Youth Justice Awareness Month: Advocate, Lend a Voice, Take Action
By Alisha Carrington
The criminal adult system is no place for a child. In America over 250,000 youth are tried, sentenced, or incarcerated every year. Many people are shocked at the statistics of the youth incarceration rate, but not many are willing to advocate, lend a voice and take action. Across the U.S. there are laws and policies that are harmful to children and place them right into adult jails and prisons where they rarely have access to education and rehabilitative services.
Growing up, I’m sure that many of us can remember important milestones such as our high school prom and graduation. We can remember our first car and job. We can remember our transition into adulthood, however many youth who fall victim to our adult prison system will never have these experiences. They will spend their formative years living out adult consequences for youthful mistakes. This is a tragedy, and at some point our society will have to take a stand against the laws that make incarcerating our youth, and housing them in adult prisons no longer a reality.
As a community we must band together. As we wrap up the month of October and Youth Justice Awareness Month (YJAM) the I urge you to learn more about the importance of this issue and ask that we all help lend a voice to the children that are not able to speak for themselves. There are many ways to educate your community about this issue during YJAM and to continue efforts throughout the rest of the year. Please visit the Campaign for Youth Justice website to learn more about the collateral consequences of sending kids to the adult criminal justice system and learn more about how to take action.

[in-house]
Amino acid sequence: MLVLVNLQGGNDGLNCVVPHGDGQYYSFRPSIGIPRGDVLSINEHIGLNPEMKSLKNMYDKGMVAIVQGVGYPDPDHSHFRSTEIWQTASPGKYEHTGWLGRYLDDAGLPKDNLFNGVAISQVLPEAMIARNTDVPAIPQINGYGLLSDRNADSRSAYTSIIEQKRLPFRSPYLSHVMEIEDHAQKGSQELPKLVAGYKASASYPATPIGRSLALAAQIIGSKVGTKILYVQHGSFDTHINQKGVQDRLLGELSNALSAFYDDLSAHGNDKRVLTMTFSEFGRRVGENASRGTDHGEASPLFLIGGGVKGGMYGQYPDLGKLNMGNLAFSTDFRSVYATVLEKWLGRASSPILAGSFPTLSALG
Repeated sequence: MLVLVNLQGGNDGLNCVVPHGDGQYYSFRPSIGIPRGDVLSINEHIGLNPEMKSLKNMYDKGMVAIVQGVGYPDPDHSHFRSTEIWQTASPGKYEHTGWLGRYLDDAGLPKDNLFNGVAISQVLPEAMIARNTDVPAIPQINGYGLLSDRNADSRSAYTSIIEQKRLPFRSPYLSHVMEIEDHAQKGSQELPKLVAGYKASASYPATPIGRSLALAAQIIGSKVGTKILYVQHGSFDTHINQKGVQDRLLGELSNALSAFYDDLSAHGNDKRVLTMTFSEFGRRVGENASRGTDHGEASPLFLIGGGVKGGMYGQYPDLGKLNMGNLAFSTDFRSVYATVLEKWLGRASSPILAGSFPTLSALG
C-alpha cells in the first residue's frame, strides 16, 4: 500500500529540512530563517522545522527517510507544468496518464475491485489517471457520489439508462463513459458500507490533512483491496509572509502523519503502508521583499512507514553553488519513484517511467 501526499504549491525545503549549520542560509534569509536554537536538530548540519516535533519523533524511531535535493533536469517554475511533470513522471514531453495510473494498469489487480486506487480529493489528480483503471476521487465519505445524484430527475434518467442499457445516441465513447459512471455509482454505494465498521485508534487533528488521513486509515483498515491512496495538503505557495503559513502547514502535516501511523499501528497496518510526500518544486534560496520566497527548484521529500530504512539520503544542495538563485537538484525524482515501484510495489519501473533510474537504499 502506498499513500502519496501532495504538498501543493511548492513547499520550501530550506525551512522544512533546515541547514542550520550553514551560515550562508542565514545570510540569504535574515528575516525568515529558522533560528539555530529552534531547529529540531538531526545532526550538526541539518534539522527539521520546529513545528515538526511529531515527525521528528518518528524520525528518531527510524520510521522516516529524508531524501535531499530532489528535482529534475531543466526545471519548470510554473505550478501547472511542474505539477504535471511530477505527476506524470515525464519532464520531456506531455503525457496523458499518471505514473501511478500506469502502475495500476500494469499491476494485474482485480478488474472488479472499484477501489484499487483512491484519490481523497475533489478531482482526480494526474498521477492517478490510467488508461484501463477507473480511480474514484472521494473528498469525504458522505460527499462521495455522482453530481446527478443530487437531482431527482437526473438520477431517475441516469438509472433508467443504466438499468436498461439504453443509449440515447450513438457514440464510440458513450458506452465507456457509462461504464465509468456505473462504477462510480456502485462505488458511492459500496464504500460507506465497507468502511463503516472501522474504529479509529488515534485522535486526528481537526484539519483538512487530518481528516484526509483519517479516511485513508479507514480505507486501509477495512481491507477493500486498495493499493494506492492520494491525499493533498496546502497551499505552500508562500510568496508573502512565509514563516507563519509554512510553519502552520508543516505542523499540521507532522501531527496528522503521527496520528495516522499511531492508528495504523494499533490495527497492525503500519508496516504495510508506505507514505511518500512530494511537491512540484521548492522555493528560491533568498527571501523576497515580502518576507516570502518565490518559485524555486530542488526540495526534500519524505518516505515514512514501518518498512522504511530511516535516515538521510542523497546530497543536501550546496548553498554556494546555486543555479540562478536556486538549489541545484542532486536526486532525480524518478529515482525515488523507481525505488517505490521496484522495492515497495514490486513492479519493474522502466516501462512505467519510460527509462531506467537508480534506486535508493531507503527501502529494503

Many people in America are unaware of what goes on inside adult jails and prisons. It is our jobs as mothers, fathers, brothers, and sisters to make sure that we become aware and get involved. Please make a change, save a life, join the movement!
Alisha Carrington is a guest blogger as well as an advocate and spokesperson for juvenile justice issues. She currently works with Free Minds Book Club and Writing Workshop as an Outreach Specialist in Washington, D.C. and is a student at Montgomery Community College.
Join us this week and continue the conversation online, using:
#YouthVoices #YJAM #YouthJustice